Moderator Top User
    Join Date
    Mar 2010
    Posts
    1,327
    Hi, your right rchop can be given anywhere and if you are being seem by consultants at The Christie, then you are at a centre of excellence, its one of the top 5 for clinical trials in the world (if I have the right stat).

    Prof Radford is one of the best.

    Your wife will be in good hands and will get all she needs,
    any advice or sharing of experiences re rchop, just ask.

    John
    NHL DLBC aggressive stage 4B advanced
    diagnosed april 09
    after 8 rchop and a couple of delays, in remission
    some long term side effects to manage post treatment
    some blips and investigations on the journey but now
    22nd oct 2014 discharged no more hospital visits


    we are all on a roller coaster ride, riding blind never knowing where the highs and lows are.

  10. #10
    Experienced User
    Join Date
    Nov 2017
    Posts
    75
    Well after meeting the Chemo staff on Tuesday morning, going for a PET-CT scan on the afternoon, having a second opinion with a Consultant at Christies, on Wednesday, my wife started chemo today ( 23 November ).
    We still don't know the PET result so still concerned about the stage of DLBC, but was really impressed on how things progressed fast this week and the help of all the health staff.

    Luckily ( if we can say that at times like these ) she tolerated quite well all the drugs, no adverse reaction was noticed, during the day, and she could take all the dosage.....sleeping now and fingers crossed she has a good night.
    We ended up taking the baby from the nursery to prevent any more bugs being brought into the house ( hopping we can have some family here to help out while im at work ).....will be long months hopping her fever does not go up.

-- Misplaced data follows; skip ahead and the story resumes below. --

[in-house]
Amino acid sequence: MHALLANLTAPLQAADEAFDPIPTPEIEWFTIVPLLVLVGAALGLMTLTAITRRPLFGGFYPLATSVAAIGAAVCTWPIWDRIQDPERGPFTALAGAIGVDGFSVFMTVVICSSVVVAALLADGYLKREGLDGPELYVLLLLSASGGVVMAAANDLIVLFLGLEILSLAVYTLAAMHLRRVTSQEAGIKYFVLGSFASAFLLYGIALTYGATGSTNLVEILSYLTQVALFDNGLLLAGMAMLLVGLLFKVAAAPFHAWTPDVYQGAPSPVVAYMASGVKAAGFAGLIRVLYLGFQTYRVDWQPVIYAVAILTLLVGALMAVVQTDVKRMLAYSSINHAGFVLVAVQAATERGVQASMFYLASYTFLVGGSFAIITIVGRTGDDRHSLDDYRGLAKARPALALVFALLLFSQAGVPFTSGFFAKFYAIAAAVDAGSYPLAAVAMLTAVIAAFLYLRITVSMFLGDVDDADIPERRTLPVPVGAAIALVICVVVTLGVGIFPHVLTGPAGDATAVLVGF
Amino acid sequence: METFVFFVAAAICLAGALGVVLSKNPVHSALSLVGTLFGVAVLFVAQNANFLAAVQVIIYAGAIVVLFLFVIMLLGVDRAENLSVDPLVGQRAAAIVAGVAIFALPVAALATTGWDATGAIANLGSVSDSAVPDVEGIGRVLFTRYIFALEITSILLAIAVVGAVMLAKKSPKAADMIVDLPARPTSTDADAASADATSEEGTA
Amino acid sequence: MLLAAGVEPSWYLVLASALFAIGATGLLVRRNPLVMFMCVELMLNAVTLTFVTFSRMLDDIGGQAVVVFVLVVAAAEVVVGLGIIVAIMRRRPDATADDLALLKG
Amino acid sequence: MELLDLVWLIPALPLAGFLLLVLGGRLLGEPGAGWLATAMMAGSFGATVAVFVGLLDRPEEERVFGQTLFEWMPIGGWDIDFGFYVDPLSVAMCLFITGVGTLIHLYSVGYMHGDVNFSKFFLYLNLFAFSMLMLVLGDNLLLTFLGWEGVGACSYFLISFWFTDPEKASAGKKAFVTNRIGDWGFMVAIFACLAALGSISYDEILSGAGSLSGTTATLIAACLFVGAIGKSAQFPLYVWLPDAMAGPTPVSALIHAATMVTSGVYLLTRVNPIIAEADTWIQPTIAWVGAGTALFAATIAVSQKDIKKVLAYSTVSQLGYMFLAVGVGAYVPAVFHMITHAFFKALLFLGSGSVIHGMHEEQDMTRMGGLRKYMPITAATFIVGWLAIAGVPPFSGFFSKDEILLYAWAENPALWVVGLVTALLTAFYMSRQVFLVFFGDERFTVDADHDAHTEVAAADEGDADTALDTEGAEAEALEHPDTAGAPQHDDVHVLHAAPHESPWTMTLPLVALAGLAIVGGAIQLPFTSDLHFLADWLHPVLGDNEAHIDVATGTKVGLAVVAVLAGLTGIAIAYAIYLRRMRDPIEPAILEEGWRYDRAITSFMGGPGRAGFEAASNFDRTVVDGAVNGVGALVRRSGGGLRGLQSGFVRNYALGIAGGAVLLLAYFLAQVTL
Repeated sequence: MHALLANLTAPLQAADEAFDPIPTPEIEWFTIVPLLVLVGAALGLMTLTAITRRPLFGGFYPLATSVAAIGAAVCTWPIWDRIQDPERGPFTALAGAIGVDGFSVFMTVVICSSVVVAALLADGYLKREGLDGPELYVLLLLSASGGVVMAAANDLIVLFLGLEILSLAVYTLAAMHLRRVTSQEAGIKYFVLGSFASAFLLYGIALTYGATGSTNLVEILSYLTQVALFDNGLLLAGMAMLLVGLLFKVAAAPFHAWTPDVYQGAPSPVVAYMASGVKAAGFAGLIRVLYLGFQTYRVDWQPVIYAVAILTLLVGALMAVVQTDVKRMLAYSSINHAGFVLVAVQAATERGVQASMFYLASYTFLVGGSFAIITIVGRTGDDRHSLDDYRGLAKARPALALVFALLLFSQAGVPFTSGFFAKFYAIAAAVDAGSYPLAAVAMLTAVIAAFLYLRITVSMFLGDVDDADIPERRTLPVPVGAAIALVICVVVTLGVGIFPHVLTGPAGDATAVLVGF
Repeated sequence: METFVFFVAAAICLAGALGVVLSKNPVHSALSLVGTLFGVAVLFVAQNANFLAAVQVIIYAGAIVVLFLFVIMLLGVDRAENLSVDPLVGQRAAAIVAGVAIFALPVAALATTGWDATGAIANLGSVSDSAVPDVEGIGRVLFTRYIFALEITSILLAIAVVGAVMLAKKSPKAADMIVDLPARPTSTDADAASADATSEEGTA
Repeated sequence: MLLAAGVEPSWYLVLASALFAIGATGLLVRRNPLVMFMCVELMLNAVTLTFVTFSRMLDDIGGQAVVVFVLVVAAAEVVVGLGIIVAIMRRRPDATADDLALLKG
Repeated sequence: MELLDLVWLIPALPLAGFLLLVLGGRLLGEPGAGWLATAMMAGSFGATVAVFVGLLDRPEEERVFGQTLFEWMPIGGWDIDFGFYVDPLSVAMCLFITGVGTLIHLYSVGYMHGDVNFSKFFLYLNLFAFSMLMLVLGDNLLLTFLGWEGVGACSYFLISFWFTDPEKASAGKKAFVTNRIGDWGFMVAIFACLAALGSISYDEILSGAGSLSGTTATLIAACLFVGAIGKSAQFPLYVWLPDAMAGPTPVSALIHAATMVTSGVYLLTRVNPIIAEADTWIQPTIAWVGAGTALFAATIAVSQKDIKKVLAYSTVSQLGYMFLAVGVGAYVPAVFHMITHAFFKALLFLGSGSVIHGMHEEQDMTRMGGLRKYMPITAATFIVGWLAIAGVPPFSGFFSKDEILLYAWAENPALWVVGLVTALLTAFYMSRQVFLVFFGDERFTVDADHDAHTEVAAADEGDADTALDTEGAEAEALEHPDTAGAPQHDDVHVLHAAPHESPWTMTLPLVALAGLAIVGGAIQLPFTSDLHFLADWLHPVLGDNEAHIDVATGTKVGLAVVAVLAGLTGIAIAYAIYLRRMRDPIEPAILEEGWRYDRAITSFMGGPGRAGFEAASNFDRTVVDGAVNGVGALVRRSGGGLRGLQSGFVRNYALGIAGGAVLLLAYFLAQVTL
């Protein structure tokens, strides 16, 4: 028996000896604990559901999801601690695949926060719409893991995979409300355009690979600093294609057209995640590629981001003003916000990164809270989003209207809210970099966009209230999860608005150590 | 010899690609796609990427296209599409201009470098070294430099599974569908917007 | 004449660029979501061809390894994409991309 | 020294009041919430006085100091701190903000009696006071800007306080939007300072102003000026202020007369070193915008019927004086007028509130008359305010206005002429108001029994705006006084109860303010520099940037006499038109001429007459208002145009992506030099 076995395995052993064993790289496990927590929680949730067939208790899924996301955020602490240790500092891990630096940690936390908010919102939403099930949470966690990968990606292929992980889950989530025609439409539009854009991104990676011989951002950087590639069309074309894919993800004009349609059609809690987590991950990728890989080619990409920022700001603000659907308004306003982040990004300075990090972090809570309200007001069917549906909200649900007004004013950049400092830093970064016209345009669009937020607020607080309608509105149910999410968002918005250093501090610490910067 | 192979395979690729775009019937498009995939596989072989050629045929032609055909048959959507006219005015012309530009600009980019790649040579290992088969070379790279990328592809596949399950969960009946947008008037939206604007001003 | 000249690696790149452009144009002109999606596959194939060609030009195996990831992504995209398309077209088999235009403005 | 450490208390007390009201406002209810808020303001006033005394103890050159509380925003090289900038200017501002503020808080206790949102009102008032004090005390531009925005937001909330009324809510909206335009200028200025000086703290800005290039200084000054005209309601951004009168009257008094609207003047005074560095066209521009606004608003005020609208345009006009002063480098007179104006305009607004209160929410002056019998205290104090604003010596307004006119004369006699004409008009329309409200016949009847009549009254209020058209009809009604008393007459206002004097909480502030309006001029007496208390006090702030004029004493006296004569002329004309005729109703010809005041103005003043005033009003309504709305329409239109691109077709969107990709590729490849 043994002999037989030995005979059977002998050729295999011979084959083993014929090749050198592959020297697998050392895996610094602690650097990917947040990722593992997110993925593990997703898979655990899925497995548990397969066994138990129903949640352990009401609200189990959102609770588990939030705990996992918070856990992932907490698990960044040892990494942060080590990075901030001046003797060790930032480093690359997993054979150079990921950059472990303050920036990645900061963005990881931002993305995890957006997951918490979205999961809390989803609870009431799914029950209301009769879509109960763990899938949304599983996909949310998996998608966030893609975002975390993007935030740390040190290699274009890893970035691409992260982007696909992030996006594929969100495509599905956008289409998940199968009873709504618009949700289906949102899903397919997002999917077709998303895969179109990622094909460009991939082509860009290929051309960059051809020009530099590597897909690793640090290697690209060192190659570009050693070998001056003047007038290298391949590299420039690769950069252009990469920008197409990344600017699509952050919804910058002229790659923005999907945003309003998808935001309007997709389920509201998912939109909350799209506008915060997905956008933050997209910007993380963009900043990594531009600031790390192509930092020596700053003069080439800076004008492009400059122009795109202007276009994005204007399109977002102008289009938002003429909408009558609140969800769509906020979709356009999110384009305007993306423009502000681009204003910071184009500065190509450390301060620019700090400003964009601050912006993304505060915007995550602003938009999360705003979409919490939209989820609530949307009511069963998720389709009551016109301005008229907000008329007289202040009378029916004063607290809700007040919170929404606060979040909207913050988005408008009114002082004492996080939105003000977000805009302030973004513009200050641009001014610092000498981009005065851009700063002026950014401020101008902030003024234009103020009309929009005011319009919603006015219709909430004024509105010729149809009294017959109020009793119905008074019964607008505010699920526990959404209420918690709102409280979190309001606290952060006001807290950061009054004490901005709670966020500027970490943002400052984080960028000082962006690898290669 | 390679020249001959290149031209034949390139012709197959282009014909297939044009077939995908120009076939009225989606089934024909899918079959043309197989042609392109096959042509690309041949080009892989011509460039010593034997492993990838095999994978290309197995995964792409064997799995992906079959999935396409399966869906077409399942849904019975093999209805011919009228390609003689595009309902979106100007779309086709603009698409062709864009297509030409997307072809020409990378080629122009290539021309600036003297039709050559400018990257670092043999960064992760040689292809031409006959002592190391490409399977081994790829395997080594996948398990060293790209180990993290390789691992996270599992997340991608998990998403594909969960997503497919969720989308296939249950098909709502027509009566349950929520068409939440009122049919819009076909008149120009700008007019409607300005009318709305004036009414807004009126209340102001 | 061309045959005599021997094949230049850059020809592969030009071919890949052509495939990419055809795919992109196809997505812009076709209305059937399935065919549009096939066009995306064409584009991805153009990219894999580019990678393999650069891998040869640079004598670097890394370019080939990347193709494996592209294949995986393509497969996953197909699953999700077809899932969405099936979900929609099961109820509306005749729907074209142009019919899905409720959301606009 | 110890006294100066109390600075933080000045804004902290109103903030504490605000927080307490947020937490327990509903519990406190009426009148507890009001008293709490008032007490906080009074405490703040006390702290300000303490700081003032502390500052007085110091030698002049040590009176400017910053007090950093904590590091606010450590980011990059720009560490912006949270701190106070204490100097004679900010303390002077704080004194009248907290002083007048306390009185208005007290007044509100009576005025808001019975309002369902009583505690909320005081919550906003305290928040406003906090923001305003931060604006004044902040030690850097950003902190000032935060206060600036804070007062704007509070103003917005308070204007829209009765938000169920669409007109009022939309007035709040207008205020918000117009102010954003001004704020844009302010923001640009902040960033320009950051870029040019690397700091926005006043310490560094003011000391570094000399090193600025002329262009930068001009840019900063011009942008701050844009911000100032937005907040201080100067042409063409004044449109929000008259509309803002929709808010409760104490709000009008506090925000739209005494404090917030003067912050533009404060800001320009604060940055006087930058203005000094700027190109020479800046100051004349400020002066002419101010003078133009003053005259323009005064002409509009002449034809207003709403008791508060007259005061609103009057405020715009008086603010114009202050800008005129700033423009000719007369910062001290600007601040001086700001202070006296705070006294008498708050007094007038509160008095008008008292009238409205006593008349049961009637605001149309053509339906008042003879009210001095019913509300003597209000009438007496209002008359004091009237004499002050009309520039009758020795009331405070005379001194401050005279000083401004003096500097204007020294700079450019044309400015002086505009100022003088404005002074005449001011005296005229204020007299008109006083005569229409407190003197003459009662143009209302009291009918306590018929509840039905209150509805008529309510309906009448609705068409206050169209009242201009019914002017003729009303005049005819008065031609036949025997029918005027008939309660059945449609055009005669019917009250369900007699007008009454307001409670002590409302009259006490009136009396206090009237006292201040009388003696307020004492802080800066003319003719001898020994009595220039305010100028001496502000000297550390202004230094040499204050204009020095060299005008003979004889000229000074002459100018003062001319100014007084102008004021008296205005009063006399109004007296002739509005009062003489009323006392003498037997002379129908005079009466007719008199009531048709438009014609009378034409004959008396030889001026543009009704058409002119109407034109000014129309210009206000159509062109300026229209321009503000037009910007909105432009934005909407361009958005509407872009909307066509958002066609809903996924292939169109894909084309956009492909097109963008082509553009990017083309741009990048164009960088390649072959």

Bunch of pills to be taken at home. Guess this will be a constant on all cycles ?

 

Similar Threads

  1. Diagnosed with lung cancer today
    By m630 in forum Lung Cancer Forum
    Replies: 9
    Last Post: 03-02-2010, 01:15 PM
  2. Diagnosed today can anybody answer a surgical question
    By bridienme in forum Breast Cancer Forum
    Replies: 0
    Last Post: 09-29-2009, 06:53 PM
  3. Diagnosed today with a very deep Melanoma - 6.1 mm
    By caliguy in forum Melanoma and Skin Cancer Forum
    Replies: 3
    Last Post: 06-07-2008, 12:57 AM
  4. Mom diagnosed today - NSCLC
    By karibrenmom in forum Lung Cancer Forum
    Replies: 3
    Last Post: 10-27-2007, 08:21 PM
  5. Hi, new to the board; 46 and just diagnosed today
    By Charleston Cav in forum Prostate Cancer Forum
    Replies: 2
    Last Post: 01-05-2007, 11:12 PM

Posting Permissions

  • You may not post new threads
  • You may not post replies
  • You may not post attachments
  • You may not edit your posts
  •